Our understanding and treatment of pain in cats has lagged behind that in dogs.
In the United States, pet cats outnumber pet dogs, yet our understanding and treatment of pain in cats has lagged behind that in dogs. Veterinarians consider surgical procedures in dogs and cats to be equally painful, but we treat cats perioperatively for pain less often than we do dogs.1 This undertreatment of pain results, in part, from the difficulty in recognizing and assessing pain in cats.
Various pain-scoring systems have been used to assess postoperative pain. These systems measure physiologic data (objective) or evaluate behavior (subjective) or do both. Algometers and pressure platform gait analysis are objective pain measuring tools, whereas the visual analog scale (VAS) is an example of a widely used subjective scoring system. The basic VAS used for assessing pain consists of a continuous line anchored at either end with a description of the scale's limits. For example, "no pain" would be at one end of the scale and "severe pain" would be at the other. The observer places a mark on the line that he or she thinks correlates to the animal's degree of pain. This mark is later converted to a number by measuring the distance of the mark from zero.
Each practice should choose or design a scoring system that meets its own specific needs; finding this system may require some trial and error. The system chosen should be user-friendly for veterinarians and support staff. It should also be an integral part of an animal's postoperative evaluation. That is, after checking temperature, pulse, and respiration, you should assess the patient for pain—the fourth vital sign.
The scale you choose should include both noninteractive and interactive components and should rely heavily on changes in behavior. For example, with the dynamic and interactive visual analog scale (DIVAS)—an extension of the VAS—animals are first observed undisturbed from a distance and are then approached, handled, and encouraged to walk or move around. Finally, the surgical incision and surrounding area are palpated, and an overall assessment of pain is made.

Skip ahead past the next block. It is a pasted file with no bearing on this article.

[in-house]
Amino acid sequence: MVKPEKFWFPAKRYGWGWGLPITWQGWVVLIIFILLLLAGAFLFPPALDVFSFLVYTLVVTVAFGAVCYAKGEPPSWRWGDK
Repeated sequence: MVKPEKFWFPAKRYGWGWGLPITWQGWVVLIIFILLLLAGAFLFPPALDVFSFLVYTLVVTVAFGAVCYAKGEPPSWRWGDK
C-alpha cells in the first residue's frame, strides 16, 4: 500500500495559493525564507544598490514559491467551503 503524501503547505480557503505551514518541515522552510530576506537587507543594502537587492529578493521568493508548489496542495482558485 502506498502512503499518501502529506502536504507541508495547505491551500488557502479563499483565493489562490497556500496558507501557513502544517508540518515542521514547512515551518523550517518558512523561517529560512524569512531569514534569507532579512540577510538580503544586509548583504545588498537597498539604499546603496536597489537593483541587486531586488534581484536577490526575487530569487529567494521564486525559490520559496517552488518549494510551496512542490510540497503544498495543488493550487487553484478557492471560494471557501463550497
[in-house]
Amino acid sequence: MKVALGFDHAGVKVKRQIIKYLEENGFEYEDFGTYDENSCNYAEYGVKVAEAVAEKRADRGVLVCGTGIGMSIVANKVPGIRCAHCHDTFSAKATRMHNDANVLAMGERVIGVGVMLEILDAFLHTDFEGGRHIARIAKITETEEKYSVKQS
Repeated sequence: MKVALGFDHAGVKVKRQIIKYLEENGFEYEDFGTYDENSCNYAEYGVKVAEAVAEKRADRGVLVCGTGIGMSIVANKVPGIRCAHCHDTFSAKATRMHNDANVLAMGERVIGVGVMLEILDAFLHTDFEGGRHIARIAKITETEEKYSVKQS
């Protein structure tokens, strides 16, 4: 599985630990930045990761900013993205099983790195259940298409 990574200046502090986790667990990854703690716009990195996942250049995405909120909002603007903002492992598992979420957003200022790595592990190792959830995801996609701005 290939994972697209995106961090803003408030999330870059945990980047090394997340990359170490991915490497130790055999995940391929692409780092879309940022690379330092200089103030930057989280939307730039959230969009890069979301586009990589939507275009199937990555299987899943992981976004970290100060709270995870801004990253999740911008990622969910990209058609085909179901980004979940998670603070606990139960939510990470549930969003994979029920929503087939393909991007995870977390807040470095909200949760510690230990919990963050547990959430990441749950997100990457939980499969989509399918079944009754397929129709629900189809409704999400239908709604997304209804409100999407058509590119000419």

To assess postoperative pain, evaluate a cat's posture and orientation and position in the cage, facial expression, loss of normal behaviors, and response to palpation.
A cat that adopts a hunched posture with its head hung low, sits quietly and seeks no attention, or resents being handled is likely experiencing pain (Figure 1). In one of the few studies in which detailed behavioral ethograms (quantitative descriptions of animal behavior) have been constructed, a hunched or tucked up posture appears to be correlated with acute pain in cats after abdominal surgery.2 This observation has been corroborated by preliminary work at the University of Glasgow (Robertson SA, College of Veterinary Medicine, University of Florida. Unpublished data, 2007).
1. After surgery, this cat's posture-hunched with a lowered head-indicates pain.
A cat experiencing postoperative pain will often sit in the back of its cage. This subtle sign of pain will remain unrecognized if the caregiver expects to see more active signs of pain, such as pacing, agitation, or vocalizing.
A head-down posture, with eyelids half-closed and eyes held in a slanted position may correlate with pain (Figure 2).
2. This cat's posture and facial expression are consistent with abdominal pain.